So what could this anything at all be like? Here are some ideas of either alternatives or supplementaries to usual homework based on a lesson (like grammar/ vocabulary exercise from a workbook):

  • listening to English podcasts (on the move, in the earphones, podcasts for English learners – like “words in the news”, “the English we speak”, “6 minute English on http://www.bbc.co.uk/worldservice/learningenglish/ , or just usual podcasts in English – if your students have a high level/ audiobooks, both abridged and unabridged: one of my students, an energetic mother of 4 children, always listened to audiobooks when she was driving, and the results were amazing).
  • watching movies and series in English (with or without subtitles), or just a YouTube video of their interest.
  • reading books and newspapers, or English-language websites and blogs – even several pages or a short article/post would be good for a start
  • writing on a blog – as many of us know, encouraging students to write their own blog in English is a very practical idea.

I really like the approach to homework that is practised by Macmillan in “Global”: both electronic and paper worbooks are available, along with a DVD. A student can download podcasts onto an Ipod/ smartphone, and listen to it on the move. There are also great videos to go with every unit and other great features. All of them worked perfectly for me and my student, who was very enthusiastic. She was also very independent, so sometimes she would completely forget her homework, but watch a video and tell me all about it, and how she understood it, and what she agreed/ didn;t agree with.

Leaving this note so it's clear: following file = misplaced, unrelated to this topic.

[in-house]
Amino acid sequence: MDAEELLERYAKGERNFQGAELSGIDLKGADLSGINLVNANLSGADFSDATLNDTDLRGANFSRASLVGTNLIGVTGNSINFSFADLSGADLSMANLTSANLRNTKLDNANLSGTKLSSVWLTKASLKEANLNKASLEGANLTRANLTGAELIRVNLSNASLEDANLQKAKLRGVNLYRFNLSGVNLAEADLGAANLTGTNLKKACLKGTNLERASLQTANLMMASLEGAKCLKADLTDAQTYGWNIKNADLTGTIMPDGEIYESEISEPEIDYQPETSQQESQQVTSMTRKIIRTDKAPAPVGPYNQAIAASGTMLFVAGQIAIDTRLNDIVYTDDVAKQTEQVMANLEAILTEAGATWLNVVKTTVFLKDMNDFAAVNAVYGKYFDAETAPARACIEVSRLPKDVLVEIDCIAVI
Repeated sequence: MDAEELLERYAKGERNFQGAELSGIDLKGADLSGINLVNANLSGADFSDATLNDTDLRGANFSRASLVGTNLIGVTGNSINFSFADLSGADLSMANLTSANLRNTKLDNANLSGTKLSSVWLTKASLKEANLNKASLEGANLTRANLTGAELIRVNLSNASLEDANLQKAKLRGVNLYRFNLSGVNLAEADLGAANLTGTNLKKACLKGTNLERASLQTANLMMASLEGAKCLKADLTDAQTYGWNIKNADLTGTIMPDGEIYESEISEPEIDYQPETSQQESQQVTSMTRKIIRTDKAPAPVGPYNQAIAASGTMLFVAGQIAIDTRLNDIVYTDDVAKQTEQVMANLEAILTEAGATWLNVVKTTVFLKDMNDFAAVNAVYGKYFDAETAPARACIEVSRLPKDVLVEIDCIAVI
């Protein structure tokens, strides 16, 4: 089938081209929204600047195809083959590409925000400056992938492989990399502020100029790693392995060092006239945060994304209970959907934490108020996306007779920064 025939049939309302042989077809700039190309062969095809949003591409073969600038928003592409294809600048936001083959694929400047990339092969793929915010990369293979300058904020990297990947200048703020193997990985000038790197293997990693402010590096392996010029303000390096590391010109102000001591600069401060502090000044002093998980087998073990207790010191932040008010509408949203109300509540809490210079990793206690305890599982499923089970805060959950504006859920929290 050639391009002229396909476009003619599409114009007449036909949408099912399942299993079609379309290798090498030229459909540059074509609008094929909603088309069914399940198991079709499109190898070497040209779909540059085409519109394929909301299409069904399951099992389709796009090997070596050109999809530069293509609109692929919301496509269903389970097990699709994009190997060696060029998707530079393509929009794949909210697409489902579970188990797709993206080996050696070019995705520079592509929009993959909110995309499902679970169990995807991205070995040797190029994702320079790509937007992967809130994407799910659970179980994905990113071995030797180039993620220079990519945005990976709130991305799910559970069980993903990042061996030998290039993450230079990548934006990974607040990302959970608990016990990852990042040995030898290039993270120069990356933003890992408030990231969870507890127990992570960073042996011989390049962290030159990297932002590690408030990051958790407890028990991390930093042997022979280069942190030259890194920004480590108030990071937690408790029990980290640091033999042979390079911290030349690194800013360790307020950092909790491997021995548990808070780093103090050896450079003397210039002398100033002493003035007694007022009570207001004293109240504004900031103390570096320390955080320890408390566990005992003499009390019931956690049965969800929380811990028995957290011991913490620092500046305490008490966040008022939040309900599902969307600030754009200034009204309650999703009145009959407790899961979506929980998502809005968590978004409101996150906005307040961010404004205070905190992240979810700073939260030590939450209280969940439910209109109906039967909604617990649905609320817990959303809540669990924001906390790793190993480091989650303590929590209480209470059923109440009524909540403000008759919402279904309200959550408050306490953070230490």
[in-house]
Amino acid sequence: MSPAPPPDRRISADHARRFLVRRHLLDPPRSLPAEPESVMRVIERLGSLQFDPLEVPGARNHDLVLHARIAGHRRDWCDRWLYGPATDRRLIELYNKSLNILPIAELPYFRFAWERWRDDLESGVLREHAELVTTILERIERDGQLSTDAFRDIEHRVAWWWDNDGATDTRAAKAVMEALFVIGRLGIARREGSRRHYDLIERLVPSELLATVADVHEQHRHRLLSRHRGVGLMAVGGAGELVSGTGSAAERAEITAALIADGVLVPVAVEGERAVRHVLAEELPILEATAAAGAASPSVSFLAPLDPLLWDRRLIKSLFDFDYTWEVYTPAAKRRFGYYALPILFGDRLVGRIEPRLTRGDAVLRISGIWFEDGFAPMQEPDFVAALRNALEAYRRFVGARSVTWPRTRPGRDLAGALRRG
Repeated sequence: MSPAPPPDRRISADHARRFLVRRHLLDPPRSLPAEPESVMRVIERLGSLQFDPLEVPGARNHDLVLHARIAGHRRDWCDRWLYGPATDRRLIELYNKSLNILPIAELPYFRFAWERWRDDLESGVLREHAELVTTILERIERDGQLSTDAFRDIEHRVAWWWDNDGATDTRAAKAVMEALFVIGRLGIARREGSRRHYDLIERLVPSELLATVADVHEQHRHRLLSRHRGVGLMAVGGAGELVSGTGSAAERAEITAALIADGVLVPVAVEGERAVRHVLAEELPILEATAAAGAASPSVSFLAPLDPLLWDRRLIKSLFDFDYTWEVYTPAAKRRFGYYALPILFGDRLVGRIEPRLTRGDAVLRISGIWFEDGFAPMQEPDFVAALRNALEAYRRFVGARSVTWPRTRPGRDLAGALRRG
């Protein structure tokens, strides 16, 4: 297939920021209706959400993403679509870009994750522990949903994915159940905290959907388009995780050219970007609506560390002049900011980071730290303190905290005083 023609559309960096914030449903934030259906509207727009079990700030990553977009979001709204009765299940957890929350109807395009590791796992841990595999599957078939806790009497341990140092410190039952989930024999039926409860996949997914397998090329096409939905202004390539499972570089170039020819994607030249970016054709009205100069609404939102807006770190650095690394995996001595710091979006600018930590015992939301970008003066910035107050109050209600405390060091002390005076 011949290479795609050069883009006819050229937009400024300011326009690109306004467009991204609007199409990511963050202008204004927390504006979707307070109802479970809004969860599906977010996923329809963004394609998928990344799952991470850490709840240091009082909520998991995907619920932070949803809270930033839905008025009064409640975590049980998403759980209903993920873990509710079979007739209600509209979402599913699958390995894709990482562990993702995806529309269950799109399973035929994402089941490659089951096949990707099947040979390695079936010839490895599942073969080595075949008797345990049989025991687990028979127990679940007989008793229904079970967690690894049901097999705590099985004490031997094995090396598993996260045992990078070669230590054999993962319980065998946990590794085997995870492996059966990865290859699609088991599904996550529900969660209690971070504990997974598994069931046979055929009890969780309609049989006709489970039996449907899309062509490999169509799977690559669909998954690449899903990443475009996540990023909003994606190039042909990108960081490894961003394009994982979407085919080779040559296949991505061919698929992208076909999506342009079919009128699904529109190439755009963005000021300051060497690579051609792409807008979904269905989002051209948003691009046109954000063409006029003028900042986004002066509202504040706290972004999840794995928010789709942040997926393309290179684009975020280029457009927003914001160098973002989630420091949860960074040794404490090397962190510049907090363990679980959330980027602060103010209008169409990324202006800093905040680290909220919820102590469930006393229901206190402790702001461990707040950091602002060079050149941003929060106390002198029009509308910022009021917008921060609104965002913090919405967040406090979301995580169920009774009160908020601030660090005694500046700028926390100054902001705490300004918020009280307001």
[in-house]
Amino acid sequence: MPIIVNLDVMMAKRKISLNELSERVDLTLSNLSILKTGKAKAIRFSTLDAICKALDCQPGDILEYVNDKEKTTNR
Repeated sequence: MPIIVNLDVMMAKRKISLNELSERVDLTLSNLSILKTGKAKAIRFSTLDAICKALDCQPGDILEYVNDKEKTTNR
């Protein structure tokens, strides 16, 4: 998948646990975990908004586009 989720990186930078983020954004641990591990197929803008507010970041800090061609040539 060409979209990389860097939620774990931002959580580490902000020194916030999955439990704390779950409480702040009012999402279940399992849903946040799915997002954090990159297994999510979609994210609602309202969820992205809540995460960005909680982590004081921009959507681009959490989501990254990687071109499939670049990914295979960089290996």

And that is the secret: if you want your students to be consious about their learning and to benefit from it, always ask them to share what they got to know when watching a video, looking through someone’s blog or reading a book – not because they have to tell you as it was their homework, but because you will be happy to share something nice with you – just how we share with our colleagues and friends when we saw a nice movie or read an engaging book. And then “homework” will lose its school taste, but keep its effectiveness then.

What do you think?

Do you always assign homework for your students? And what is this homework usually like?

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How to learn any language in six months: Chris Lonsdale at TEDxLing


absolutely great talk on what you should do to FINALLY learn a language! I can relate to almost every word he says. Should be shown to any language learner…

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using newspapers – featured blog of the month

Hurray! My blog has become featured blog of December!!!

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#TeachingEnglish  My post on using newspapers in class has been shortlisted!

Please vote if you like it too! at TeachingEnglish Facebook page